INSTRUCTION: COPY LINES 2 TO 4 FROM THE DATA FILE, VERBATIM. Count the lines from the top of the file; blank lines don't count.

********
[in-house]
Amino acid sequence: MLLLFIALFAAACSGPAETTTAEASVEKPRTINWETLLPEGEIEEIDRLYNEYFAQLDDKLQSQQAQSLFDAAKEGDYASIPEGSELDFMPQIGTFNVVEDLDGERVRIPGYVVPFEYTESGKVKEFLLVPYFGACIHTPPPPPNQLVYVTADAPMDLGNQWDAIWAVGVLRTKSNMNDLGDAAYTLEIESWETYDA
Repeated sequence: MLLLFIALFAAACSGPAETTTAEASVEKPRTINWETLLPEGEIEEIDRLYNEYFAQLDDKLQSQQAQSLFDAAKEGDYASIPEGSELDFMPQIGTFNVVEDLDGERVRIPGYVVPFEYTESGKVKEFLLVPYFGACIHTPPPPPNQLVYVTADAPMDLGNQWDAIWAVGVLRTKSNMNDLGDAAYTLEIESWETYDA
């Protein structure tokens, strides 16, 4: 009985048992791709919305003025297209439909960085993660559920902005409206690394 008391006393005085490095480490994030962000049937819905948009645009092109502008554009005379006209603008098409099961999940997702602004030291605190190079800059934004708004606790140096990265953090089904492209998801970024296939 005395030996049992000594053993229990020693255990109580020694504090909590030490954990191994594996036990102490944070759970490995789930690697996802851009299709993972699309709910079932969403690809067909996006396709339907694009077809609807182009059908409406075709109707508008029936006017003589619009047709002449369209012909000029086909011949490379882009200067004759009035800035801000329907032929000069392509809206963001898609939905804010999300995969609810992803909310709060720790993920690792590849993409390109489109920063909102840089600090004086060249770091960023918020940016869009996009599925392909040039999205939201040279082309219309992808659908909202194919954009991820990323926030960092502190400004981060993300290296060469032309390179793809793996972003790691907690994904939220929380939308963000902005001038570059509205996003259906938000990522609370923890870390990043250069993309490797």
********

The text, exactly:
Amino acid sequence: MLLLFIALFAAACSGPAETTTAEASVEKPRTINWETLLPEGEIEEIDRLYNEYFAQLDDKLQSQQAQSLFDAAKEGDYASIPEGSELDFMPQIGTFNVVEDLDGERVRIPGYVVPFEYTESGKVKEFLLVPYFGACIHTPPPPPNQLVYVTADAPMDLGNQWDAIWAVGVLRTKSNMNDLGDAAYTLEIESWETYDA
Repeated sequence: MLLLFIALFAAACSGPAETTTAEASVEKPRTINWETLLPEGEIEEIDRLYNEYFAQLDDKLQSQQAQSLFDAAKEGDYASIPEGSELDFMPQIGTFNVVEDLDGERVRIPGYVVPFEYTESGKVKEFLLVPYFGACIHTPPPPPNQLVYVTADAPMDLGNQWDAIWAVGVLRTKSNMNDLGDAAYTLEIESWETYDA
């Protein structure tokens, strides 16, 4: 009985048992791709919305003025297209439909960085993660559920902005409206690394 008391006393005085490095480490994030962000049937819905948009645009092109502008554009005379006209603008098409099961999940997702602004030291605190190079800059934004708004606790140096990265953090089904492209998801970024296939 005395030996049992000594053993229990020693255990109580020694504090909590030490954990191994594996036990102490944070759970490995789930690697996802851009299709993972699309709910079932969403690809067909996006396709339907694009077809609807182009059908409406075709109707508008029936006017003589619009047709002449369209012909000029086909011949490379882009200067004759009035800035801000329907032929000069392509809206963001898609939905804010999300995969609810992803909310709060720790993920690792590849993409390109489109920063909102840089600090004086060249770091960023918020940016869009996009599925392909040039999205939201040279082309219309992808659908909202194919954009991820990323926030960092502190400004981060993300290296060469032309390179793809793996972003790691907690994904939220929380939308963000902005001038570059509205996003259906938000990522609370923890870390990043250069993309490797």